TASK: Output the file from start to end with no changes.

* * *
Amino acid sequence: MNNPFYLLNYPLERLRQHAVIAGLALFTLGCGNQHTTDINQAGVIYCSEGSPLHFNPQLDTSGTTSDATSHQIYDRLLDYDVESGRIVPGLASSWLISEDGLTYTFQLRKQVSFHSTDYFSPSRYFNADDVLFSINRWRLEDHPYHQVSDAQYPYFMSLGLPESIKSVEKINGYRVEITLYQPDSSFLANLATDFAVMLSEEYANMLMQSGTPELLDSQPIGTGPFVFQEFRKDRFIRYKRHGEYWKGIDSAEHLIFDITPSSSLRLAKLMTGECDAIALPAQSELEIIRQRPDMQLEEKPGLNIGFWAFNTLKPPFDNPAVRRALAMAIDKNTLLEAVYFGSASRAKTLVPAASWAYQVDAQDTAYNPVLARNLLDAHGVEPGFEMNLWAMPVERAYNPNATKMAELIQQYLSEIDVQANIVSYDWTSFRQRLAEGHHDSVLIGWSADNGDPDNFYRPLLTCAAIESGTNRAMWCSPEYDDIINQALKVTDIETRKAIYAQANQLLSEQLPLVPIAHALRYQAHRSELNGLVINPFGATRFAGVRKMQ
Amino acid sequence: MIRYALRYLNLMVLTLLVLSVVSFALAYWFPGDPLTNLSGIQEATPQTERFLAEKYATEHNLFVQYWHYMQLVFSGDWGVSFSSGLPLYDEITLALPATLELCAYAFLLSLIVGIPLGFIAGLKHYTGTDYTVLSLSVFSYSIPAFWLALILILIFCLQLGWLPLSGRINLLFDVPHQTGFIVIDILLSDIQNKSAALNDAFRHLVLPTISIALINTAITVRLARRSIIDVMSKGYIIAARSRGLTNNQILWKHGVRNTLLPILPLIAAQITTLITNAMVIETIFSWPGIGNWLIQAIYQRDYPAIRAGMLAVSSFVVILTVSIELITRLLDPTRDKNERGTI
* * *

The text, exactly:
Amino acid sequence: MNNPFYLLNYPLERLRQHAVIAGLALFTLGCGNQHTTDINQAGVIYCSEGSPLHFNPQLDTSGTTSDATSHQIYDRLLDYDVESGRIVPGLASSWLISEDGLTYTFQLRKQVSFHSTDYFSPSRYFNADDVLFSINRWRLEDHPYHQVSDAQYPYFMSLGLPESIKSVEKINGYRVEITLYQPDSSFLANLATDFAVMLSEEYANMLMQSGTPELLDSQPIGTGPFVFQEFRKDRFIRYKRHGEYWKGIDSAEHLIFDITPSSSLRLAKLMTGECDAIALPAQSELEIIRQRPDMQLEEKPGLNIGFWAFNTLKPPFDNPAVRRALAMAIDKNTLLEAVYFGSASRAKTLVPAASWAYQVDAQDTAYNPVLARNLLDAHGVEPGFEMNLWAMPVERAYNPNATKMAELIQQYLSEIDVQANIVSYDWTSFRQRLAEGHHDSVLIGWSADNGDPDNFYRPLLTCAAIESGTNRAMWCSPEYDDIINQALKVTDIETRKAIYAQANQLLSEQLPLVPIAHALRYQAHRSELNGLVINPFGATRFAGVRKMQ
Amino acid sequence: MIRYALRYLNLMVLTLLVLSVVSFALAYWFPGDPLTNLSGIQEATPQTERFLAEKYATEHNLFVQYWHYMQLVFSGDWGVSFSSGLPLYDEITLALPATLELCAYAFLLSLIVGIPLGFIAGLKHYTGTDYTVLSLSVFSYSIPAFWLALILILIFCLQLGWLPLSGRINLLFDVPHQTGFIVIDILLSDIQNKSAALNDAFRHLVLPTISIALINTAITVRLARRSIIDVMSKGYIIAARSRGLTNNQILWKHGVRNTLLPILPLIAAQITTLITNAMVIETIFSWPGIGNWLIQAIYQRDYPAIRAGMLAVSSFVVILTVSIELITRLLDPTRDKNERGTI